Irrational fear limited Sean Clifton before he began CrossFit. He didn’t want to hang from a bar because he was scared his hand would detach from his wrist. He also didn’t want to lift heavy weights, afraid his guts would explode. His fear was unreasonable but it wasn’t unfounded—it had all happened to him before.
Afghanistan, Ghazni Province, May 2009
The village erupted in gunfire from the moment the mission began. “A hornet’s nest,” as former Sergeant Mark Wanner later described it. The operation was a joint action between the Afghan National Police and a Special Forces unit from Columbus, of which Wanner and Sergeant Clifton were members. The target was a high-value Taliban commander.
The gunfight became more intense as they began clearing buildings. The third compound was Clifton’s turn to take point—first through the door. He kicked it in and walked into a wall of gunfire. He took rounds off his assault vest and chest plate as they sprayed him from bottom to top. One bullet diverted under the vest and punched through his abdominal wall.
Then a round hit his left wrist, and it practically burst apart in front of him. His gun dropped to the ground and his hand folded over, hanging by tendrils of cartilage and flesh. He was left defenseless, so he grabbed his mangled wrist with his right hand and ran toward help. He encountered Wanner and Sergeant Matt Sheaffer, both of whom were medics. Clifton pled for aid and then collapsed to the ground.
Amidst continued gunfire, Sheaffer and Wanner worked to stabilize him as he began bleeding severely from the wound in his stomach. Wanner convinced a medevac pilot to land in the combat zone, and they airlifted him to the base medical center. He slipped into an induced coma as medical personnel fought to save his life.
Walter Reed Medical Center, June 2009
Clifton awoke six days later in a hospital bed in Washington D.C. He couldn’t feel his left arm. He couldn’t move his fingers. He couldn’t walk. His right leg was numb and useless because the bullet that snuck under his vest eventually exited through his right hip and damaged his sciatic nerve. Before the bullet left him, it bounced around and eviscerated his bladder, his right kidney and both his intestines while also shredding his vascular system.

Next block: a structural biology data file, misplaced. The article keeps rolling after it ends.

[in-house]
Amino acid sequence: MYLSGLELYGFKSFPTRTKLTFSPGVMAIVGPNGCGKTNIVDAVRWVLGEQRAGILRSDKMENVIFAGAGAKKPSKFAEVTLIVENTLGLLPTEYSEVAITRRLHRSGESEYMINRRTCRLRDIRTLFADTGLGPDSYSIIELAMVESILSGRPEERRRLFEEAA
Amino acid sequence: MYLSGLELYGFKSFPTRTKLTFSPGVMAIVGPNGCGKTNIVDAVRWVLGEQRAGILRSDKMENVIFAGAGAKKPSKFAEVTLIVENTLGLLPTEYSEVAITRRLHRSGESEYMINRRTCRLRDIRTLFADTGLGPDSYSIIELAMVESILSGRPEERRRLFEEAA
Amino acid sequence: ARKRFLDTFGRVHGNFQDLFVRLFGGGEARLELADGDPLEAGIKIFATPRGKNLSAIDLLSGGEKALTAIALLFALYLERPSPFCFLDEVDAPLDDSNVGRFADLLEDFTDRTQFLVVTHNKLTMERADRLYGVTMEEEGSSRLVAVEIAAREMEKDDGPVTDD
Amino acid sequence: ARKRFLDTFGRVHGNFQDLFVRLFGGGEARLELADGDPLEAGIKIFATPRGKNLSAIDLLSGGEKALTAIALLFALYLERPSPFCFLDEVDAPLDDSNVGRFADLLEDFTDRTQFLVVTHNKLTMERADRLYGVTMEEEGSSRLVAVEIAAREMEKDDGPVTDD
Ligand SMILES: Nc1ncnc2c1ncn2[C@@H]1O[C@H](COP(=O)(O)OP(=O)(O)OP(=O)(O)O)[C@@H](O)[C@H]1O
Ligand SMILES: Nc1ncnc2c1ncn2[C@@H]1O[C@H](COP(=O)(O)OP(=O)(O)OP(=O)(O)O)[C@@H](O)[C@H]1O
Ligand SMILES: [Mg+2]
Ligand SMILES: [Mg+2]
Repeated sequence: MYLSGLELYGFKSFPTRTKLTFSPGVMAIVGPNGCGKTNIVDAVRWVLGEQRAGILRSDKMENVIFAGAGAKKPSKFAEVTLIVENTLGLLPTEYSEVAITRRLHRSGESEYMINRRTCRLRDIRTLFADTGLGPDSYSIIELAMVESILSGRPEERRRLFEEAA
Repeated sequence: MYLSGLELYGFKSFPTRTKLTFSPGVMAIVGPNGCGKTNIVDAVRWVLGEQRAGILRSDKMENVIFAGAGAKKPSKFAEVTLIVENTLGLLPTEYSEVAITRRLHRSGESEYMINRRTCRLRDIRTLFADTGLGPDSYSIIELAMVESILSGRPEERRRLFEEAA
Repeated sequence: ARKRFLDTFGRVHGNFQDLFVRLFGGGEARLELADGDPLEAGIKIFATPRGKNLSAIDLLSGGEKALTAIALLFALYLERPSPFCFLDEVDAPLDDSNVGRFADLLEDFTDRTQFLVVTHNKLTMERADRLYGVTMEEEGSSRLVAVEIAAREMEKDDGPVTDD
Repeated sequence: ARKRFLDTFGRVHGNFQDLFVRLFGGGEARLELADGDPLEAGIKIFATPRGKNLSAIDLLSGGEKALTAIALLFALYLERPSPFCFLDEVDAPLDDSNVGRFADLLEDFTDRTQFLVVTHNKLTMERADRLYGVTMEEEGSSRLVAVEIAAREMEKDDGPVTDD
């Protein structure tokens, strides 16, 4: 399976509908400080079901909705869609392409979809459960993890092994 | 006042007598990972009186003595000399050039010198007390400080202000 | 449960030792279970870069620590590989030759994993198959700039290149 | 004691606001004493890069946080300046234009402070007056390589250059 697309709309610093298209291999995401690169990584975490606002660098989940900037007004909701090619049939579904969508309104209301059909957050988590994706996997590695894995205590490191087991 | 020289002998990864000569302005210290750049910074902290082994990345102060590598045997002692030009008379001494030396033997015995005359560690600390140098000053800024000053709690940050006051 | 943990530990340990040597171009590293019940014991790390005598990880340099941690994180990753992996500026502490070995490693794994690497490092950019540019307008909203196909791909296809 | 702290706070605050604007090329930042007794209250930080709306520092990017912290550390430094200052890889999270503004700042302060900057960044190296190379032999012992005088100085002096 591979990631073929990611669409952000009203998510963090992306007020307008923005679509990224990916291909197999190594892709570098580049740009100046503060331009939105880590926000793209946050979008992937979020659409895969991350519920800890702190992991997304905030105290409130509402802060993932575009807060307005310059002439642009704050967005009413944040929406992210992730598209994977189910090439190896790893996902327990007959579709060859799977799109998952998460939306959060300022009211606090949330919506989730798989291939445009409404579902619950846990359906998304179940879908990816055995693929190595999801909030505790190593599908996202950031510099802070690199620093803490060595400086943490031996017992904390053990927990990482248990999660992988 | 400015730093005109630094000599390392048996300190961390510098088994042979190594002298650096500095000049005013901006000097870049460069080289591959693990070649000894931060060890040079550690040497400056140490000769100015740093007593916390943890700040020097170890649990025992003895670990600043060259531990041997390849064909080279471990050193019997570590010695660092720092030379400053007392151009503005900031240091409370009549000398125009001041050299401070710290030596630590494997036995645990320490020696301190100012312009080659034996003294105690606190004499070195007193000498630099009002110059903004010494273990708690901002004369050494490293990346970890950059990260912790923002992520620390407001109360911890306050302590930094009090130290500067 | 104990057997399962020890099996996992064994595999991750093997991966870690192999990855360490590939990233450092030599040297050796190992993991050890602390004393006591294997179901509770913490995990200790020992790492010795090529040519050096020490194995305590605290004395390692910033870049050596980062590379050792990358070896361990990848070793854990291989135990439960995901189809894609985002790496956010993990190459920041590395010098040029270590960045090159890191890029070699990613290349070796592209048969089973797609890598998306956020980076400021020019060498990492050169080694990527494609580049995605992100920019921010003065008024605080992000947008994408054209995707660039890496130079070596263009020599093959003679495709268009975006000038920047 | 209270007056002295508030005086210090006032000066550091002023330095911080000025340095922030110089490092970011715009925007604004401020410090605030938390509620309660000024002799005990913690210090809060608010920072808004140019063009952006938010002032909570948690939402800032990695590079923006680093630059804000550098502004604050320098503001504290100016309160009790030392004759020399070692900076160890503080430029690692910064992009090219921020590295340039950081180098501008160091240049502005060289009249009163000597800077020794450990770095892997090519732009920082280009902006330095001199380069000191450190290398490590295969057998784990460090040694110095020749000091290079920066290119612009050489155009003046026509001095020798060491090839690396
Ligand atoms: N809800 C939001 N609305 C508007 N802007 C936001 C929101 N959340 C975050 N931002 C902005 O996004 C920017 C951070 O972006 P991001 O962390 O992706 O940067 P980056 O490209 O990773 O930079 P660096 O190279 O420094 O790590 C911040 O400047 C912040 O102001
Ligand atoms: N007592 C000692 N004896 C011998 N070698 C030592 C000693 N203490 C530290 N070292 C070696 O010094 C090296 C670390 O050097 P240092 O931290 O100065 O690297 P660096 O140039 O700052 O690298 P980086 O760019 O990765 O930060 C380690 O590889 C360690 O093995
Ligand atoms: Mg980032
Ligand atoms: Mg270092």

“My entire abdominal cavity was literally blown apart,” he said.
They airlifted him to the base medical center.
He slipped into an induced coma as medical personnel fought to save his life.
He was feeding through a tube, and he relied on the nursing staff, his wife and his parents for the smallest of creature comforts—a cool towel, a sip of ice water. Clifton languished in denial, telling himself that this couldn’t possibly be reality. He was a Green Beret—in the upper echelons of physically capable warriors in the U.S military—and he was helpless.
He endured more than 20 surgeries to repair his wrist, his organs, his vessels. Rehab began with sponges; his medical team wasn’t sure if the nerves in his wrist had been shot through, so they gave him sponge balls to squeeze. He couldn’t even do that.
“It started out just simply laying in my bed and staring at my hand, staring at my fingers, and just willing them to wiggle,” Clifton said.
Eventually his mind was able to break through those neural pathways and he began grasping the sponges, squishing a little harder each time. Then therapists provided clay and Silly Putty for him to mold. The day Clifton squeezed a tube of toothpaste for the first time was a huge victory. Rehabbing his lower body was even more demanding. His core was devastated. Just sitting up in bed under his own strength was one therapy session; wiggling his toes was another. He was wheelchair-bound for several weeks, then he progressed to a walker. He used a cane for months, and therapy consisted of walking down the hallway about 50 meters and back, returning to his room completely exhausted.
He pushed himself during rehab as a show of gratitude to the soldiers who risked their lives to save his. “In my mind, the biggest thank you I could give to them was to get back on my feet, and get back to the way I was before, and not sit around and feel sorry for myself or sit around and think about the things that I can’t do anymore.”
He gradually became more mobile and was able to walk under his own power. About six months after suffering his battlefield injuries, he returned home to Ohio.
Home, Dublin, November 2009
The first goals were small: going up a couple stairs on his own or walking the dog around the block. After a while, he began jogging. Then, a mile run.
“There was always a hope that I was going to be back to the guy that I was before the injury,” Clifton said.